I know I can’t erase my past, but I truly believe that what the enemy meant to take me down, God has transformed to make me something more. God is the ultimate transformer. He’s not recycling – he transforms us into something new. Just like a caterpillar is surrounded by a chrysalis to eventually become a butterfly.
BTG: What if a woman can’t afford counseling – any recommendations?
Becky: I ate a lot of peanut butter and learned how to make a lot of things with potatoes to be able to afford counseling. It’s really about re-evaluating priorities, I think. Do you really need that cell phone plan, etc.? I personally went through two years of counseling, plus follow-ups. We couldn’t afford it, either. But I look back now, and I know that I couldn’t have afforded not to. I went into it thinking, “I have only so much money, and I have to make it work.” Sometimes people with lots of money go to counseling and camp out. Every week I did my homework. I was determined not to stay and live my life in that counselor’s office; I wanted to live my life.
I also hounded a woman I respected for months till she agreed to mentor me. That relationship, in community, helped so much.
I would encourage people to get some counseling and find out what they can afford. One newer option is seeing someone trained in group counseling, which is seeing great results. While it’s usually cheaper than one-on-one counsel, it also affords other people as accountability partners to your healing process. That can really be valuable.
BTG: What if her abuser was a supposedly “Christian” figure?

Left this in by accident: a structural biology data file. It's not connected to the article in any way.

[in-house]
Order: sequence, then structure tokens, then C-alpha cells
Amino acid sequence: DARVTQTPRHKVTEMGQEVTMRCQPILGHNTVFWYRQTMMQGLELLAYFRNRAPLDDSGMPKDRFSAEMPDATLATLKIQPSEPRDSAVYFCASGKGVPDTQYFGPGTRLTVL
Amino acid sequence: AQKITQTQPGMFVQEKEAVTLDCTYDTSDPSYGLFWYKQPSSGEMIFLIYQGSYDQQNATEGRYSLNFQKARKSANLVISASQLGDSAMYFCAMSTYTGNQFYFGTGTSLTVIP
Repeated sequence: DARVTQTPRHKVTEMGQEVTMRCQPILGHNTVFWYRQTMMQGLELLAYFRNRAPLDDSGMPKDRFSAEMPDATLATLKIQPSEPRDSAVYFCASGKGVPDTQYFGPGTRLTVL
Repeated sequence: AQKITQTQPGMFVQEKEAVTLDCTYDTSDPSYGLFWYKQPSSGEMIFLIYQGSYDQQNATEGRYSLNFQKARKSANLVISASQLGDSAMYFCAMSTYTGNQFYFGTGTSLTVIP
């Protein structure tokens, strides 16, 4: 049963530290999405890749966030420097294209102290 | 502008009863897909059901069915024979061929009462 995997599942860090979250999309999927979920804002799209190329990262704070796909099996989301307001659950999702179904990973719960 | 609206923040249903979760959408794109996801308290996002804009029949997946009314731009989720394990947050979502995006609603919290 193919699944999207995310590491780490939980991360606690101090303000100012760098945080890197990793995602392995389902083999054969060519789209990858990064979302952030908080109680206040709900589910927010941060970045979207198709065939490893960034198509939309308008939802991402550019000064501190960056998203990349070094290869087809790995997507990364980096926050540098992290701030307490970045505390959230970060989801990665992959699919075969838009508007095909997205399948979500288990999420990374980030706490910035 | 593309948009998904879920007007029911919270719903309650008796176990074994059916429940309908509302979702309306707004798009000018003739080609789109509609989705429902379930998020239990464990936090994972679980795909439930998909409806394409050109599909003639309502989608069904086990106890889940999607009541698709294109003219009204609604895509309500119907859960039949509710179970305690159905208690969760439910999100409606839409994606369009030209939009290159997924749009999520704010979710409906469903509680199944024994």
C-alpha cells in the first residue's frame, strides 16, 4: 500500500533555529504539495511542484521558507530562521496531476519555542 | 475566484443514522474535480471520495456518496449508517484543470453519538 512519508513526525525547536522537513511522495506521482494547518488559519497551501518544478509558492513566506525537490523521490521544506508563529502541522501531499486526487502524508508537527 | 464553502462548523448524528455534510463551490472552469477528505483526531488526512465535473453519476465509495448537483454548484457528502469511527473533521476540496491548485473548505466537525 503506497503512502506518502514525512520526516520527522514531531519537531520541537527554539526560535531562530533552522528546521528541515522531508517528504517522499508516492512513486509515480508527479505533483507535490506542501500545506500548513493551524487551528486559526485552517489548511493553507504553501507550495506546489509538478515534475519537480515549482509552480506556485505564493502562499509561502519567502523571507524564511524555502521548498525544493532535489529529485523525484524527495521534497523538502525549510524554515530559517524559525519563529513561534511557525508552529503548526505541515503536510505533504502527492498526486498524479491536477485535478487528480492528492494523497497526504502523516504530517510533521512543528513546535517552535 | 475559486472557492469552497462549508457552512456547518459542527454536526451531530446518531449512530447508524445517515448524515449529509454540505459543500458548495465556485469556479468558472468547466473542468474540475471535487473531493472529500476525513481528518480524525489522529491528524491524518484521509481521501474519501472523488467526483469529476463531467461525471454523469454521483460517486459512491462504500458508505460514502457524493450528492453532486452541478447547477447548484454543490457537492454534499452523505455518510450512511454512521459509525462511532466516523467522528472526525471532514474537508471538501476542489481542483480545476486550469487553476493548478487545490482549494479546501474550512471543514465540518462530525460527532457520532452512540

Becky: Get out of the situation for sure. Here is the reality: that person is not God. God abhors it. When someone in a place of spiritual authority hurts someone, God’s wrath will be doubly harsh. You have to see a separation. You have to see that it’s not God, and it’s not God’s heart to you. We are all human, and this person has no absolution from sin – everyone is a sinner.
Trust the red flags: our intuition is huge. If you sense a red flag, obey it. When in doubt, ask a friend. Repentance means to turn and change your course in both Greek and Hebrew. I no longer believe that I made this happen to me. I’m going to believe that someone else made a poor choice. I’m going to turn. It’s a choice.
Becky Patton is a teacher, pastor, and founder of Truessence Ministries, an online resource that provides a safe place to explore and embrace the beauty of female sexuality. Her team addresses areas that often hinder, healthy, whole sexuality, and base their perspective on scientific study, personal experience and Biblical truths.www.truessence.net